TECHNOLOGY AT WORK, The Future of Innovation and Employment is a study by Citi GPS, published in February 2015, which researches how new technologies affect employment. The report reveals a number of very interesting conclusions. Digital technologies create jobs in entirely new occupations and industries. For example, computer technology has recently given rise to many new occupations, such as database administrators and web designers. New technologies have also created entirely new industries, for example the Video and Audio Streaming industry, which appeared as a new title in 2010, following a series of innovations (QuickTime, Flash)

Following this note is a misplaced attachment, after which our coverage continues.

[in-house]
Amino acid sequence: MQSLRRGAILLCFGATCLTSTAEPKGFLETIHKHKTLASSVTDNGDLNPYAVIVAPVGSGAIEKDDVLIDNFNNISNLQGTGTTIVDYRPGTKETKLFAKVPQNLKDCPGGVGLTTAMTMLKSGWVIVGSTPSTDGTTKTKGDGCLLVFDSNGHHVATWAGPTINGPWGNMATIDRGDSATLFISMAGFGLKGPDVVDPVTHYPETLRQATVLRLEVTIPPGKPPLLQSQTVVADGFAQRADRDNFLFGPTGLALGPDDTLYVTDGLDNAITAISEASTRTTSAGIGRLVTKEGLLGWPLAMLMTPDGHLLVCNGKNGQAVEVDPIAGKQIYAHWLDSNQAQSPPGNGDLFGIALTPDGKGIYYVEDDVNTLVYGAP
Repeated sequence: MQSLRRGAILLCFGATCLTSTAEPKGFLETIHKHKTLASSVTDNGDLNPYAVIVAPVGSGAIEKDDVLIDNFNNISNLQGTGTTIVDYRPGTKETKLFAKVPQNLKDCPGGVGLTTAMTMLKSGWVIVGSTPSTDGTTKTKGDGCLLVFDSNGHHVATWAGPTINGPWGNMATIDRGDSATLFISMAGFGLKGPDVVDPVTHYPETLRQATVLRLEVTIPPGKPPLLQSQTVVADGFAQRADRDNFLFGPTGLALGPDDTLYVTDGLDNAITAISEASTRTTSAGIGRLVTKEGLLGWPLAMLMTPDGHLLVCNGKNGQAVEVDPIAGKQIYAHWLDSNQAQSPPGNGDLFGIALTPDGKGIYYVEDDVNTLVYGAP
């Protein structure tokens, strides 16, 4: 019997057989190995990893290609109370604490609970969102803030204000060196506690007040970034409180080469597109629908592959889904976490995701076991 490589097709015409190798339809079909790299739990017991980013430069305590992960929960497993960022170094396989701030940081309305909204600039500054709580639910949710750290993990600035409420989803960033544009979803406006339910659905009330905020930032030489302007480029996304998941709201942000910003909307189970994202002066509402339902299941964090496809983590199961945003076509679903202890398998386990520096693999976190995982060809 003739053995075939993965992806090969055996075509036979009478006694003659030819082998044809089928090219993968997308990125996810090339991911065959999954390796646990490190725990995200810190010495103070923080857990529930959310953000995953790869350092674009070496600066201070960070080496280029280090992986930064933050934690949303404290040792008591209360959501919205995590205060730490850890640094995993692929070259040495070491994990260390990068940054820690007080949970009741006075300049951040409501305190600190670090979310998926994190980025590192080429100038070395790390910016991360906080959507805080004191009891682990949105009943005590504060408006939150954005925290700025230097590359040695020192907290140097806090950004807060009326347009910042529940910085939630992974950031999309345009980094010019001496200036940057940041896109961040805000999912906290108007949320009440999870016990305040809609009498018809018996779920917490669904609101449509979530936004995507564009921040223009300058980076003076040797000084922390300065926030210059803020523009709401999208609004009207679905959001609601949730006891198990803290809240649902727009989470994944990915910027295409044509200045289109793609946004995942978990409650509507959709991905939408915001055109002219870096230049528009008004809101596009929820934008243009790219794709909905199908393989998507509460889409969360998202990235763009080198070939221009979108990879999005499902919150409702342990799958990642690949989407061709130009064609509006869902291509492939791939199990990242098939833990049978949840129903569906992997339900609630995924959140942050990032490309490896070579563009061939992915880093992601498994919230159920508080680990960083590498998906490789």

But surprisingly, the magnitude of new jobs created from the arrival of new technologies throughout the 2000s has been very small: in 2010 only about 0.5% of the US workforce was employed in new industries that did not exist a decade earlier. Second, workers in these industries are substantially better educated than the average population and earned much higher wages: the average wage for workers in new industries is more than twice the US median wage. Hence, in short, although technological progress continues to create new jobs, these have largely been confined to skilled workers. Cities and nations with a large pool of skilled workers have thus benefited disproportionally from recent technological change. An important lesson for Europe?